Estimated reading time: 5 mins
It wasn’t that long ago where if you had a finance problem, such as needing a loan, you’d go see a Bank Manager. Picture the stereotype – a pompous man in a pin-striped suit and bowler hat, behind an enormous, leather-topped desk, smiling gravely whilst brimming with the power of Yes or No. That was then…
… but this is now: there are more options available to us than the bank. But first, what is the role of our bank?
Banks are providers of financial services. Borrowers, creditors, households. They are the money-keepers and money-lenders that have been around for millennia. They’re a commodity of a sorts with little to distinguish one from another. Most of us can open an account, add money, withdraw that money, get an overdraft, loan or save for a rainy day. Many banks do more (and charge for it) such as providing (or re-selling) insurance products, mortgages, credit cards, etc. and online banking.
Really, banks are great because if you tried to do many of these things without them…. well you couldn’t. For me, they’re a bit like buying postage stamps: we might moan about the service, but if we had to get carry letters and parcels ourselves then it would work out very tedious, very time consuming and very expensive. Right? And to be fair, most banks and their managers aren’t like the stereotypes portrayed in cartoons and the media. I think they’re the good guys, but not necessarily always the best choice.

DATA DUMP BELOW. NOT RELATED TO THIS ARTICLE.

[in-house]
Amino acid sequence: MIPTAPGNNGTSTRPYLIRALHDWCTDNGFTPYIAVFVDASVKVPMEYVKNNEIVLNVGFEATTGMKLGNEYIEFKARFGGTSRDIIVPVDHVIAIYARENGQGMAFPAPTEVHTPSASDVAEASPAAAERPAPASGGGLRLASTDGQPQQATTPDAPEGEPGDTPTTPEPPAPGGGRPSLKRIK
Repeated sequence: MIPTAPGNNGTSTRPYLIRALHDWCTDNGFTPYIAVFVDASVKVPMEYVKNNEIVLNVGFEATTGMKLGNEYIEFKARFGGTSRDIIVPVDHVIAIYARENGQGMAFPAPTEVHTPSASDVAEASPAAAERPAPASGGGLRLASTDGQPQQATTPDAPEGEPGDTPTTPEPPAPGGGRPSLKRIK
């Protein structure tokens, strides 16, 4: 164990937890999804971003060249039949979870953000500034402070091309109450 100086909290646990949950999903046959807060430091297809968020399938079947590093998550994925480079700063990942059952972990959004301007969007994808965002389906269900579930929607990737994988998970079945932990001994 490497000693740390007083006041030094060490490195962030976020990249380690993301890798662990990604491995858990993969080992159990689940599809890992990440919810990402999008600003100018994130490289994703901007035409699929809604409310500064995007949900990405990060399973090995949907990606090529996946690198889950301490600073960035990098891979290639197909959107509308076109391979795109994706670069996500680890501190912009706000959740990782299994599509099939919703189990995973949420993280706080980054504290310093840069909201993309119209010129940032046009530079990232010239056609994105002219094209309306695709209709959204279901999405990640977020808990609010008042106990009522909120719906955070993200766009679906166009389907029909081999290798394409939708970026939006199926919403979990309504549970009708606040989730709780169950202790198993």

Since the late nineties, in many countries, we have had the benefit of consuming financial services online, from the comfort of our own homes. What we might know now as fintech, new financial services businesses operating in increasingly finer niches provide a great deal of choice.
A New Breed of Banks
We find challenger banks that are startups aiming to disrupt the major incumbents. They bring fresh ideas and no legacy to slow them down; they make it easy to open accounts (e.g. without visiting an outlet or signing on real-paper) and all servicing of accounts is digital. Customer services are provided by chatbots, more frequently than real people, which means customers often aren’t talking to anyone at all. Consumers aren’t always ready for this, and the lack of a ‘human-being’ at the end of a phone can be frustrating. Not like talking to the Bank Manager!
We’re also used to buying insurance online now, making it easy for us to cover almost anything. We can cover our pets, our cars, our lives, our health, our TVs and jewellery. We can also insure our weddings. Our events. Even our faces are insurable. Did you know that? We don’t need to speak to anyone – just google it and there is probably an insurance policy for it. It might even be said that some people are over-insured. It’s quite likely I am too. I don’t have the time to review all my insurance policies to check for overlap, or any restrictions I haven’t been made aware of. Sound familiar?
Hornet Partners: Mortgages and Loans